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Britain's Queen Elizabeth II arrives to greet U.S. President Joe Biden and U.S. First Lady Jill Biden at Windsor Castle in Windsor, west of London, on June 13, 2021.

CHRIS JACKSON/AFP/Getty Images

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Open for business?

Re Let Vaccinated Travellers Enter Canada (Opinion, June 14): There is no one more protected from COVID-19, its variants or transmission than someone fully vaccinated with two doses. Nationality should have nothing to do with this.

Americans and others fully vaccinated should be admitted to Canada on the same risk basis as Canadians.

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David Mitchell Vernon, B.C.


We need to show proof of a COVID-19 test when re-entering Canada. Why not also show proof of vaccination until a national registry is made? I believe one reason we get vaccinated is to regain our freedom and, for a lot of us, this includes travel.

Please reopen the border now to all who are fully vaccinated. It would convince some who are vaccine-hesitant to get their shots. It would also be a nice gesture to the new U.S. administration, our largest trade partner.

Bon voyage.

Yvon Rochefort Brampton, Ont.

Safer together

Re How To Keep Workers Safe From COVID-19: Focus On The Air They Breathe (June 16). As a retired union organizer, it is no wonder to me that, in the absence of proper precautions, workers are flocking to unions. In Ontario, union coverage of warehouse workers is up 16 per cent since January, according to Statistics Canada’s monthly labour force survey.

Tom Baker Burlington, Ont.

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Church conflict

Re The Theological Reason Why The Catholic Church Is Reticent To Apologize (June 11): The call for the Pope to apologize for the Catholic Church’s role in residential schools feels a little one-sided. Queen Elizabeth, as Supreme Governor of the Church of England, should also apologize for the Anglican Church’s role in the fiasco.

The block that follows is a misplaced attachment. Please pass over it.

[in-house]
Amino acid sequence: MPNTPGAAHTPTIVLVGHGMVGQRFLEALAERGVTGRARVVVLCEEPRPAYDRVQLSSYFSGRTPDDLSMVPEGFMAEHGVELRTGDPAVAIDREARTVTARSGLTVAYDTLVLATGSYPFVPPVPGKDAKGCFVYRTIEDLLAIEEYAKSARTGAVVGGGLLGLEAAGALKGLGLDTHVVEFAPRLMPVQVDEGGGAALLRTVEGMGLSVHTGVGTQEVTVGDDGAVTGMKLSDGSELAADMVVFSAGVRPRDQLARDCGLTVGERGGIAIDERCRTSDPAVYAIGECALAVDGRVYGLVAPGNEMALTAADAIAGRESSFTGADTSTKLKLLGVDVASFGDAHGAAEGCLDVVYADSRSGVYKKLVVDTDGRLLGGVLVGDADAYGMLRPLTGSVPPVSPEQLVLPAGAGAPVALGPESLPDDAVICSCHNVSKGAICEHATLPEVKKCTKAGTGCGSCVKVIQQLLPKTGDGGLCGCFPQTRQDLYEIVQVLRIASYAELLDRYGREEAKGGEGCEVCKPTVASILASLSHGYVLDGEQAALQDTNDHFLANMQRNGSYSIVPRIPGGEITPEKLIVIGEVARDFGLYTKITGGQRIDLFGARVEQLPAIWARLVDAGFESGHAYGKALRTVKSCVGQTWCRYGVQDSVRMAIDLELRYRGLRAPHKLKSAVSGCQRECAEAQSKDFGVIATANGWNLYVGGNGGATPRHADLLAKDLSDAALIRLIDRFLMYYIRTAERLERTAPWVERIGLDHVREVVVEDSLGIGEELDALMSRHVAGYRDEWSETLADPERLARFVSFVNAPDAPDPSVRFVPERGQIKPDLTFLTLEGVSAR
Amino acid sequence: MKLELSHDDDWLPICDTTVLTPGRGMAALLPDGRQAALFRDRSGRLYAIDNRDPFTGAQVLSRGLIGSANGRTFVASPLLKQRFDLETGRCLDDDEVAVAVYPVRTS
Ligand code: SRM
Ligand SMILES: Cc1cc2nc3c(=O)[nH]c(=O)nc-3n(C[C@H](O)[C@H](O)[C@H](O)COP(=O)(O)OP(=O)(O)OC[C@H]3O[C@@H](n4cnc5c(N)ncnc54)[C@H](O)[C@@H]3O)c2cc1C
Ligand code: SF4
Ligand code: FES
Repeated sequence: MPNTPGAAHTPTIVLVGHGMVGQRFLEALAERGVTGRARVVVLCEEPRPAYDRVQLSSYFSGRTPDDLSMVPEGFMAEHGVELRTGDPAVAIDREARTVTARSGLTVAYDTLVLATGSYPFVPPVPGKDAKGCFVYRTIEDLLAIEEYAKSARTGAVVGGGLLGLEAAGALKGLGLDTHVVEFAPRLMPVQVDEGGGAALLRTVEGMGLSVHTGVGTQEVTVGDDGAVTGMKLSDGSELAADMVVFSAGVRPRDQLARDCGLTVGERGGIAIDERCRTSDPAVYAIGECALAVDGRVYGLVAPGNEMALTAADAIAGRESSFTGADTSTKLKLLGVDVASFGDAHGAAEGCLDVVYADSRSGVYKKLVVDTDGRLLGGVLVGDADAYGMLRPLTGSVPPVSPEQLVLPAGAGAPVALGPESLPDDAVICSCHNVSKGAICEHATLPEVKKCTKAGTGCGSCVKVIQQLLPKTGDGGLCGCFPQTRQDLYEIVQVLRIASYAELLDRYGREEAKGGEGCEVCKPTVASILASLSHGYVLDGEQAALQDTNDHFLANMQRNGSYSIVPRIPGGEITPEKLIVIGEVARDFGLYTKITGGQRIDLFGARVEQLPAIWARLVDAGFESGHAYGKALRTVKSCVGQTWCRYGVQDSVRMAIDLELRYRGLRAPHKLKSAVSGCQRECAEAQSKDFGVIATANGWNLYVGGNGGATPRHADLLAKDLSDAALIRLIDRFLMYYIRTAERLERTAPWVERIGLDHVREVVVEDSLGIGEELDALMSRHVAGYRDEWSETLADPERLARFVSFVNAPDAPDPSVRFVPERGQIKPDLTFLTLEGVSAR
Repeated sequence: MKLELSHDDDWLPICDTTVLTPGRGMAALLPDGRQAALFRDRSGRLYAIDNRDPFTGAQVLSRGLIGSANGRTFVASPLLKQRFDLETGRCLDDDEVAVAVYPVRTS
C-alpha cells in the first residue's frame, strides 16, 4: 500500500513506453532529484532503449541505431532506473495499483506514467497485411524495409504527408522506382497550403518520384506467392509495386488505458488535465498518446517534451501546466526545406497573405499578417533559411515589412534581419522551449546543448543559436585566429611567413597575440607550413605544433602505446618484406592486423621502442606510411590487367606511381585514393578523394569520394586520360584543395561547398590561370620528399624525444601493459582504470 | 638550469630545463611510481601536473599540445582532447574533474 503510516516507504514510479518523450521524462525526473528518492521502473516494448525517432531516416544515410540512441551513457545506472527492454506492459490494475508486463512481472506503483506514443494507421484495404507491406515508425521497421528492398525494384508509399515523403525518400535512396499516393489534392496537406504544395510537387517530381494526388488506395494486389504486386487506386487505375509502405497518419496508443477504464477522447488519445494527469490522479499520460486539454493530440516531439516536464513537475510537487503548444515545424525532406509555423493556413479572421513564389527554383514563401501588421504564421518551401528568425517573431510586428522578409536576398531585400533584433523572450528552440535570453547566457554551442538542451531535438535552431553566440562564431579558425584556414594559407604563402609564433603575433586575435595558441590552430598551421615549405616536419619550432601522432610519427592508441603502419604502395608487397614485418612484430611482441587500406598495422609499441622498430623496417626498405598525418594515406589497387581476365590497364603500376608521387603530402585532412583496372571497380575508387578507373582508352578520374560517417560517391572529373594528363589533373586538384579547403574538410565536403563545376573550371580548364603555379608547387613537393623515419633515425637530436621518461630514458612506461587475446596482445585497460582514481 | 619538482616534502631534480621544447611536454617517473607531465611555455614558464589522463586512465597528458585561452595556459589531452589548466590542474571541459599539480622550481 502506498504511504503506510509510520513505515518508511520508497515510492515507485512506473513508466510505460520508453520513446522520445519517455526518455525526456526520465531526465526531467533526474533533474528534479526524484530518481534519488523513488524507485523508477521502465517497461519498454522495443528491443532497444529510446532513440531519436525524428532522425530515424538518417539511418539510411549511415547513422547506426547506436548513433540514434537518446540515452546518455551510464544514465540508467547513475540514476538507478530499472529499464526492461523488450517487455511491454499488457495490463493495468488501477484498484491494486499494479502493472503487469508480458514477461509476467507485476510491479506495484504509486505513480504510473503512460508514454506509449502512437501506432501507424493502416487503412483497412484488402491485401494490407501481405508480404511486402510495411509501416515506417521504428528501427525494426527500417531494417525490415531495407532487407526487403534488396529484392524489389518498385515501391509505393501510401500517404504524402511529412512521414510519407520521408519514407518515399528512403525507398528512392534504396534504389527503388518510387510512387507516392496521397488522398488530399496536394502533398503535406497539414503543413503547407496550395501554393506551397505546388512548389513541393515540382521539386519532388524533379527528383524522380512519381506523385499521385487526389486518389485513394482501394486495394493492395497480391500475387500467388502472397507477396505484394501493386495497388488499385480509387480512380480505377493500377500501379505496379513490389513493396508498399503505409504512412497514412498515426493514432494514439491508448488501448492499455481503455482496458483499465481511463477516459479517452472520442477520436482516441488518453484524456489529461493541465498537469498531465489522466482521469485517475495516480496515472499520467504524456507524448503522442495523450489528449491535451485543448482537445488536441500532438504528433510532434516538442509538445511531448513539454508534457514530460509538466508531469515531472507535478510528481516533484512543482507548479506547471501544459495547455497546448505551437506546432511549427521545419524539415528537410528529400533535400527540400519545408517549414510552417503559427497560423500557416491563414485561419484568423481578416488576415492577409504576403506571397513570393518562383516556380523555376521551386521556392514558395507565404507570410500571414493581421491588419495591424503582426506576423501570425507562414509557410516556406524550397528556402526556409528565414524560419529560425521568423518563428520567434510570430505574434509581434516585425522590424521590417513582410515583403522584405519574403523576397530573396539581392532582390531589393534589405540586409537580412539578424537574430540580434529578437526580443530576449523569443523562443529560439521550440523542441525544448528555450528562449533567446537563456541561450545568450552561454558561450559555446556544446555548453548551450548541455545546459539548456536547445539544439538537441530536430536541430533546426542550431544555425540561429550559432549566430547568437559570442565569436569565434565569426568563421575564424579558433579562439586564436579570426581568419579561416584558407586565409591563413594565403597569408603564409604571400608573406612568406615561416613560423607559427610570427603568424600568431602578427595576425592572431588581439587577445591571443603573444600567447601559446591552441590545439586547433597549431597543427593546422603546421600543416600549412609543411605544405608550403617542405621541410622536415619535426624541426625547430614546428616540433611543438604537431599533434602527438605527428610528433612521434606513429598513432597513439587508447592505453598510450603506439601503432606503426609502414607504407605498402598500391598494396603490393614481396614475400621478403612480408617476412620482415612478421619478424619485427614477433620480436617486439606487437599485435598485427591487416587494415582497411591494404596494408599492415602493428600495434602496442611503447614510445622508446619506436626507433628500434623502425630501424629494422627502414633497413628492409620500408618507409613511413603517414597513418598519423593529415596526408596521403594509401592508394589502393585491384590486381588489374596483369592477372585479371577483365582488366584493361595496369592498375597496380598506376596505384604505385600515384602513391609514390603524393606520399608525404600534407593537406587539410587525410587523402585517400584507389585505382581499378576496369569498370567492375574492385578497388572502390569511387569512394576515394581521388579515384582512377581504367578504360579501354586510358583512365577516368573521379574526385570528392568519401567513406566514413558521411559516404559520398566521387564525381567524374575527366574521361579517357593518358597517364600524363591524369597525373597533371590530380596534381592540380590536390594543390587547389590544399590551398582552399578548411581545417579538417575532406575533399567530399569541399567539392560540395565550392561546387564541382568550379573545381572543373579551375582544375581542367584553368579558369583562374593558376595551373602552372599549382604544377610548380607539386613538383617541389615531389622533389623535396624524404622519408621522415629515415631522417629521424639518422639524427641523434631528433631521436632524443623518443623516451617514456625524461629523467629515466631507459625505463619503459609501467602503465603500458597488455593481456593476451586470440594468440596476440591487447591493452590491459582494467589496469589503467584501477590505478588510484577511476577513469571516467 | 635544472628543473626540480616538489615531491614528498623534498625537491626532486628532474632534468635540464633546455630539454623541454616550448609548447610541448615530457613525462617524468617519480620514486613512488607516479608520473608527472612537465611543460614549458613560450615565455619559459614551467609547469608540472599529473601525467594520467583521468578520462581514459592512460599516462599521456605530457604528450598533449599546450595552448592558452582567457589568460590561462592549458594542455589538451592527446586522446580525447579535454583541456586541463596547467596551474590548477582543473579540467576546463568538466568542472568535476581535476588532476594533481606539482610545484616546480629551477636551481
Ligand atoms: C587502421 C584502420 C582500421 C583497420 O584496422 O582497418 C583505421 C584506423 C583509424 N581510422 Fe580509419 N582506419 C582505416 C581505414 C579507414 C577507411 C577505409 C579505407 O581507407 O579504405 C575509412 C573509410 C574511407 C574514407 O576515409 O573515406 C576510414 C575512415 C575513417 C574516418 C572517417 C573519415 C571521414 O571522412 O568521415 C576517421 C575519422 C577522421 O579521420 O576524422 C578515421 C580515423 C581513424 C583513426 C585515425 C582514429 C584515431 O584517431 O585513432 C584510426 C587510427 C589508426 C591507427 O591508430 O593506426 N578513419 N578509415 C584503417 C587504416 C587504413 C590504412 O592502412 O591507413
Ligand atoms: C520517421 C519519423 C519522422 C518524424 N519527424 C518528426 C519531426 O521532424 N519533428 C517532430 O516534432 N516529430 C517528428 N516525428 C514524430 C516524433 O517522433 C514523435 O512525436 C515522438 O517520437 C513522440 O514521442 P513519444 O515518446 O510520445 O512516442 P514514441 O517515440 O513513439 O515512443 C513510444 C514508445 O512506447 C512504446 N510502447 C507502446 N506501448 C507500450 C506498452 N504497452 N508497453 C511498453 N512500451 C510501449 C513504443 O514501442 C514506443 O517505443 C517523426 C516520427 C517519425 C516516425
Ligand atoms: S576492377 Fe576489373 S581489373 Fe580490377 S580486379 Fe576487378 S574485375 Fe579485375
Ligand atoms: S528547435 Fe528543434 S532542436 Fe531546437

What is good for the gander is also good for the goose.

Bernard Bennell Toronto


“In traditional Catholic theology, the church can act collectively, but as the Body of Christ it cannot sin.” That is a very convenient philosophy and can, theoretically, excuse the church of even murder or other immoral crimes against humanity. This also means the church can, as a corporate entity, live on forever because it cannot be challenged.

Successful corporations are beholden to mortal laws and unpredictable market forces and, therefore, can fall or even cease to exist. That makes them incredibly envious of a permanent, invincible organization. That’s one thing they don’t teach at Harvard Business School!

Douglas Cornish Ottawa

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I would like to ask those who constantly reference sin: Would they continue in this vein were it their child lying in an unmarked grave? Where they see sin, I see criminal negligence and the Catholic Church complicit in that.

Let’s call a spade a spade. These should be crimes, not sins.

Dan Marchand Windsor, Ont.

Recent memory

Re Six Nations Moves To Restore Ontario Residential School As A Place To Learn (June 16): The Woodland Cultural Centre is undertaking an incredibly courageous and forward-looking project championed by survivors and Six Nations, the very people who were the victims of the Mohawk Institute Residential School’s horrendous history.